More and more vegetarians and vegans are keeping meat and animal products out of their pooch’s chow bowl. But some warn that even though they are omnivores, dogs need their meat. And by the way: don’t even think about trying to give a carrot to your cat.
GENEVA - Add together 3,160 grams of cooked chickpeas, 83 grams of tofu, 27 grams of textured vegetable proteins, 30 grams of baking soda, 21 grams of oil…and a dash of salt. Is this the latest recipe for a miracle detox diet or a way to avoid this winter's flu bug? Try again! But first, add just 25 more grams of the secret ingredient "Vegedog 1" – a mix of vitamins, trace elements and amino acids– and you'll get a three-day vegan meal for a man's best friend: his dog.
Though still far from common, more and more vegetarians (people who don't eat meat) and vegans (those who don't eat any animal product) are deciding to impose their eating habits on their animal. On specialized forums, many of them say they are disgusted by the idea of buying meat-based food for their cats or dogs. They share recipes for home-made pet food or names of websites selling veggie biscuits, and give each other advice for a smooth transition.
At the head of the movement, Peta (People for the Ethical Treatment of Animals), the US-based animal rights organization known for its "I'd rather go naked than wear fur" campaign and its public stunts against celebrities. But behind the usual claims, the association also wants to blow the whistle on the other ingredients contained in these products, from antibiotics and pesticides to meat coming from sick animals. Giving only vegetable food to your pet would make it healthier and live longer. This way of life would be particularly suitable for dogs, which are technically omnivorous. Cats, however, are carnivorous.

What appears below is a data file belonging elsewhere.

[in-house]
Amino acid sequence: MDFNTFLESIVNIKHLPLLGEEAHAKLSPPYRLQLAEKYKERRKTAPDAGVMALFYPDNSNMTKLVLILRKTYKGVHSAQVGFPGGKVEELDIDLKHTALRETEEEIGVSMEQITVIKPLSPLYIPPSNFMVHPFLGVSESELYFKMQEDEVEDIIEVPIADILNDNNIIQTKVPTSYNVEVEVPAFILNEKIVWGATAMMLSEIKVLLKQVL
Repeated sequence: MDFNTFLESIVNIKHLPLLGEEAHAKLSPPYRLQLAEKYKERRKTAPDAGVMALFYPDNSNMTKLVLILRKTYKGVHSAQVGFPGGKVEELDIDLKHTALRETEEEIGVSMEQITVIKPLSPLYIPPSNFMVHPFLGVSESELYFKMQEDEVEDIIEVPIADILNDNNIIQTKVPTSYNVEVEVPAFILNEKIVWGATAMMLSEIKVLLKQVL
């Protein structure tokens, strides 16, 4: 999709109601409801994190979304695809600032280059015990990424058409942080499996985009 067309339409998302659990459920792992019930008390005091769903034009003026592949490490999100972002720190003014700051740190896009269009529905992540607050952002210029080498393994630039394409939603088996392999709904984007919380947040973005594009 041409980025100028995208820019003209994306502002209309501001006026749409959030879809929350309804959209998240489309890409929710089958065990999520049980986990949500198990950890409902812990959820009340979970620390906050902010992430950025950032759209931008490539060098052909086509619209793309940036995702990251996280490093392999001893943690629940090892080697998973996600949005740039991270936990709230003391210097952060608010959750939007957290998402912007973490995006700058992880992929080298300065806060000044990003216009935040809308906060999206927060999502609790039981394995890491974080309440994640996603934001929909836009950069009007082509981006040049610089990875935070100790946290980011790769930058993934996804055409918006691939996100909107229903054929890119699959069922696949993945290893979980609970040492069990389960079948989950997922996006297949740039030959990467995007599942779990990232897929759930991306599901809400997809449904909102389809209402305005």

So, is a veggie dog a happy dog? Blondine Monnard, president of the Dog Friends Society in Geneva, is skeptical. "When you adopt an animal, you also adopt its nature," she says. "In that case, dogs are meat eaters. Putting them on a vegetarian diet is as absurd as feeding cows with bone meal."
According to Julika Fitzi, a vet for the Swiss SPCA specialized in dogs, the most important point is to be careful about giving your pet balanced food: "Even though it doesn't need it daily, meat contains essential nutriments for your dog's body, especially if it is growing or if it is being trained for sporting events. At its natural state, a dog could feed on vegetables for a while if there is nothing else available. But if it has the choice, it will always go for the meat."
For sociologist Emmanuel Gouabaut, an expert on the human-animal relationship, this kind of action reveals a change in the relations humans have with their pets. "We went from a domestication relation to friendship. This is especially true for dogs which are less independent than cats."
More and more dog owners see their pets as a member of the family, taking part in daily life, hobbies, even having birthday parties for them. "Teaching them our values, like veganism, is just the next step," says Gouabaut. "In this case, it's interesting to know that the word companion comes from the Latin cum panis: with whom you share the bread."
Read the original article in French
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